CAREERS IN NURSING: POWER OF CHOICE – CARTER HEALTHCARE

CAREERS IN NURSING: POWER OF CHOICE – CARTER HEALTHCARE

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Carrie Blumenthal, RN, serves as the assistant director of hospice nursing for Carter Healthcare.

CAREERS IN NURSING
POWER OF CHOICE: CARTER HEALTHCARE
story and photo by Bobby Anderson, Staff Writer
Carrie Blumenthal, RN, is closing in on three years with Carter Healthcare. And every day the assistant director of hospice nursing is humbled by the amazing opportunities her nurses are given by families across Oklahoma.
“Hospice is such an intimate service because you are so involved with the families. You’re in someone’s home,” Blumenthal said. “You’re a complete stranger the day you start. When you finish, you’re family.”
The bottom line in hospice care is to ensure the pain of each and every patient is managed during end-of-life care.
It’s Blumenthal’s job to make sure that each one of her nurses meets that standard daily.
But the job is so much more than that.
“It goes along with our mission statement of making people’s lives better,” Blumenthal said. “Hospice is the only aspect of a person’s health care where they get to make all the decisions. We get to facilitate that for them.”
Blumenthal has been a nurse for 17 years after graduating from Oklahoma State University.
She spent her first 10 years in trauma and has cycled through cardiac stepdown, ICU, post-op and even a stint in management.
With no home health experience she went directly into hospice care.
Looking back, not even a decade of trauma could prepare her for what she was stepping into.
“You learn it once you get out in the field and you learn it every day,” she said. “It’s dynamic because every family and every patient is different. A disease process has a way it normally goes but that doesn’t mean it’s going to affect every patient the same way.”
It was a few months before then that Karen Stowers, RN, accepted the role of Carter’s director of nursing.
She quickly saw something in Blumenthal.
“And she has climbed quickly,” Stowers said. “If you ask me she is my right and left hand in hospice. She’s my hospice guru.”
And what does a guru do?
Everything.
“Hospice is a team approach. It is actually a real team approach because it takes more than one person,” Blumenthal said. “We have our social workers, our chaplains and a fabulous team of nurses who take care of their business every day.”
And that business is bringing dignity to someone’s last days.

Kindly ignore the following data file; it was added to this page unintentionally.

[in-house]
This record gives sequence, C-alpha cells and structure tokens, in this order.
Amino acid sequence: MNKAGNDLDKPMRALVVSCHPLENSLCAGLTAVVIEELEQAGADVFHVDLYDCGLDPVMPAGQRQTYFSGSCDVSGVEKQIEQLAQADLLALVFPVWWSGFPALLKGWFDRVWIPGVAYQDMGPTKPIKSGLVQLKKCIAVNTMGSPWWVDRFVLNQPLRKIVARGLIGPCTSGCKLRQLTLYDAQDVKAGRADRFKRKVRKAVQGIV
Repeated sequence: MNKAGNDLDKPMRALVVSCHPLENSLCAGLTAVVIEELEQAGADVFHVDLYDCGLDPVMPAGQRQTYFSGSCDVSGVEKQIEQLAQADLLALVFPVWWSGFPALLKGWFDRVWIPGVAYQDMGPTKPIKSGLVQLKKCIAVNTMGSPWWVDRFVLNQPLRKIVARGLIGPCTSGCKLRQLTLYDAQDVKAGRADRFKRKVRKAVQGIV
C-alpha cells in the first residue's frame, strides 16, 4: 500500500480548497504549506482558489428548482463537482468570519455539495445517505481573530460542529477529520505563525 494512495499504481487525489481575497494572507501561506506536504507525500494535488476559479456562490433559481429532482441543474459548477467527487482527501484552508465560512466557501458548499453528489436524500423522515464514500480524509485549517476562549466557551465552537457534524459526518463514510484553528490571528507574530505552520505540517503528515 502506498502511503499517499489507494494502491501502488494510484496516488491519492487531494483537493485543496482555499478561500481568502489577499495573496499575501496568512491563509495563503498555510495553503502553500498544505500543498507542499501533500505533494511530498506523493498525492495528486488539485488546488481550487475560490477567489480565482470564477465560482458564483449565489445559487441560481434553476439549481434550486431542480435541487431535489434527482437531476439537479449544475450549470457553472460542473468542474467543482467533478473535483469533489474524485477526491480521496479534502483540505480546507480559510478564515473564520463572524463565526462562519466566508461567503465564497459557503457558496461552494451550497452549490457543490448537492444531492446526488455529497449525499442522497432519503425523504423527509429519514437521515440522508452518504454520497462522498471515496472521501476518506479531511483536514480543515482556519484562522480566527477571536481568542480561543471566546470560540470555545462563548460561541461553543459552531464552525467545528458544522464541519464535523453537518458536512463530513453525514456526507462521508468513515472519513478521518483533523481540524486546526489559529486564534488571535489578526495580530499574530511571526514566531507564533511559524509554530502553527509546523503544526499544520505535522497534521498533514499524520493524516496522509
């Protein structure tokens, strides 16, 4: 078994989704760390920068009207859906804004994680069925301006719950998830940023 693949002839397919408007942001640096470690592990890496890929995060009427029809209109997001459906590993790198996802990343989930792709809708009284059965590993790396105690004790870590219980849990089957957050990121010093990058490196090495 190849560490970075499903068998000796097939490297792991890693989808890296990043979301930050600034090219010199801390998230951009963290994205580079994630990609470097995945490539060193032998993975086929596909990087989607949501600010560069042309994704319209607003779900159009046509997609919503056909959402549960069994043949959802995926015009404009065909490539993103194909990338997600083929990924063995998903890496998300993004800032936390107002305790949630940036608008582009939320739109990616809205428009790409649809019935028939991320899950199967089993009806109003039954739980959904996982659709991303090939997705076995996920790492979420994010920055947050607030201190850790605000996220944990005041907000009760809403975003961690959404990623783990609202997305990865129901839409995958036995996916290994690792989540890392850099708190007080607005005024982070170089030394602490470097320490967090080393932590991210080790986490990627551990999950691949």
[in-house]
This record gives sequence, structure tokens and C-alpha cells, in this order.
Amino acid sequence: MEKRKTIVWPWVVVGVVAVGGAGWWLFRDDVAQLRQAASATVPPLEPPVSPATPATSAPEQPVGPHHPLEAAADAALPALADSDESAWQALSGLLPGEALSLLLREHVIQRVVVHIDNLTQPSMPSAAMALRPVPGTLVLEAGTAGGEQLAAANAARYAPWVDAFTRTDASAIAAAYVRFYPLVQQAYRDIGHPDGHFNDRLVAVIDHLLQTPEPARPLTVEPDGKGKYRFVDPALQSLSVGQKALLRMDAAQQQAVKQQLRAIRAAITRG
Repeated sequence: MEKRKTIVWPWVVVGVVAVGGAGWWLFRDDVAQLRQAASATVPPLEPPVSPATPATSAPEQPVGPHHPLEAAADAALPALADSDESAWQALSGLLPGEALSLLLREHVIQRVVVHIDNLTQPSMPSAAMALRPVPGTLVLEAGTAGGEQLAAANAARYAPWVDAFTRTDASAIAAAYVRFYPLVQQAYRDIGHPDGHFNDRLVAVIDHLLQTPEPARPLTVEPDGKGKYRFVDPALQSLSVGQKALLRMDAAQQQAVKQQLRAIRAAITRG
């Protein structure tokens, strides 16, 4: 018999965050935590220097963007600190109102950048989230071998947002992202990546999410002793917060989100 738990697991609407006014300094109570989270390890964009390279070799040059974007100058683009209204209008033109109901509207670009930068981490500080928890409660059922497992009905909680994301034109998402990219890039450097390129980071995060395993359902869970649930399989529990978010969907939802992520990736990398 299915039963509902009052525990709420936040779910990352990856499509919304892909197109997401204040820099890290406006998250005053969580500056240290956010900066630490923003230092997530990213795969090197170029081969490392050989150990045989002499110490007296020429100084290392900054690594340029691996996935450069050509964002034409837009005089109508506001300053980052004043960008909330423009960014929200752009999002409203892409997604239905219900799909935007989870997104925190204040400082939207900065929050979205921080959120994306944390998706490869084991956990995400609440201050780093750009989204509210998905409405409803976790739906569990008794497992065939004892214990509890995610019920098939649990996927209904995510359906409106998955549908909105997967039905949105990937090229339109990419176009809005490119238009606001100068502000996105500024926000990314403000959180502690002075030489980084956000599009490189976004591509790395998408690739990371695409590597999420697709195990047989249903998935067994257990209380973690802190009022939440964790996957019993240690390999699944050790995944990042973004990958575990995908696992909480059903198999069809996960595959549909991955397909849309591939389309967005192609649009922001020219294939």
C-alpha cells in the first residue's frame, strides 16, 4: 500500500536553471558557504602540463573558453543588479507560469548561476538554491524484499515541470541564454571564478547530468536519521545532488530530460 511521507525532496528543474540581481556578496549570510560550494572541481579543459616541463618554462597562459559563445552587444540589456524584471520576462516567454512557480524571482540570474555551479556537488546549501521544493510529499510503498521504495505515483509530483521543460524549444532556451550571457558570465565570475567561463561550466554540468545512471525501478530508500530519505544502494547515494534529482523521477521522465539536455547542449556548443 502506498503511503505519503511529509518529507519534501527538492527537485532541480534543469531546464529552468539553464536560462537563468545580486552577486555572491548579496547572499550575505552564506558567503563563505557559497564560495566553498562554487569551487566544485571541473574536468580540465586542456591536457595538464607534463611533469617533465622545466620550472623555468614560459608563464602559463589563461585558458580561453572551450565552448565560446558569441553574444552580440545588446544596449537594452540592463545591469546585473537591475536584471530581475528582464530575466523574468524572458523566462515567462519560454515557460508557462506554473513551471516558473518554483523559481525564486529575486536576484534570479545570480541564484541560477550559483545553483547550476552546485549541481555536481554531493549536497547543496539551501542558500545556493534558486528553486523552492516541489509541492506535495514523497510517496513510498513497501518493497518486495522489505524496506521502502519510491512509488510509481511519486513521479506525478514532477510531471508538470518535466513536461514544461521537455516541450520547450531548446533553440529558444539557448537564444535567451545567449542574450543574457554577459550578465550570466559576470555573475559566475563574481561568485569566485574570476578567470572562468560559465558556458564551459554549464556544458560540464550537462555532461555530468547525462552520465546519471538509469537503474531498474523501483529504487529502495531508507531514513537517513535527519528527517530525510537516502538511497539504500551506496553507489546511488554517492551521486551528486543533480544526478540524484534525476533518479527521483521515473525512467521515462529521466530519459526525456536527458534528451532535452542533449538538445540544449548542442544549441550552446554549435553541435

“You have to pull every ounce of nursing knowledge that you have ever learned, had and experienced into taking care of one person at home, because most hospice care takes place at home,” Blumenthal said.
After a seemingly endless stream of bad news patients and their families often find themselves staring face-to-face with hospice care for the first time.
It can be both liberating and terrifying at the same time.
“Especially the older population because they are so used to having their care dictated for them. They do everything the physician says without question,” Blumenthal said. “So when we break it down and ask the patient what they want … they have to think about that. No one wants to die but we try to steer them more towards thinking of what are their goals.”
Blumenthal’s nurses give patients that freedom to choose. Do they want to be pain-free? Do they want to be able to go to the park with their family?
And there’s a large team at Carter helping those patients navigate their course but nationwide people are still finding hospice for the first time.
DIGNITY IS A CHOICE
According to the National Center for Biotechnology Information, despite the clear advantages in quality of life for terminally ill patients, and the cost benefits associated with palliative and hospice care, the decision to utilize hospice is made by only an estimated fraction of the patients who stand to benefit.
Only approximately 20%–25% of people who die in the US utilize hospice services with the median utilization of hospice standing at only 22 days while over one-third of hospice patients receive fewer than 8 days of services
Some 10 percent of hospice patients are enrolled in the last 24 hours of their life.
Education is needed for people to seek out hospice earlier.
For Blumenthal, her education in hospice has been a life-altering experience.
“It makes you acutely aware of life and what’s important,” she said. “You gain satisfaction knowing that the patient got what they needed. It’s a selfless role in nursing. Even though as a nurse you want them to get better sometimes better isn’t better.
“You’re successful if you’ve met the goals the patient has set for themselves.”
And that can be a very humbling experience.

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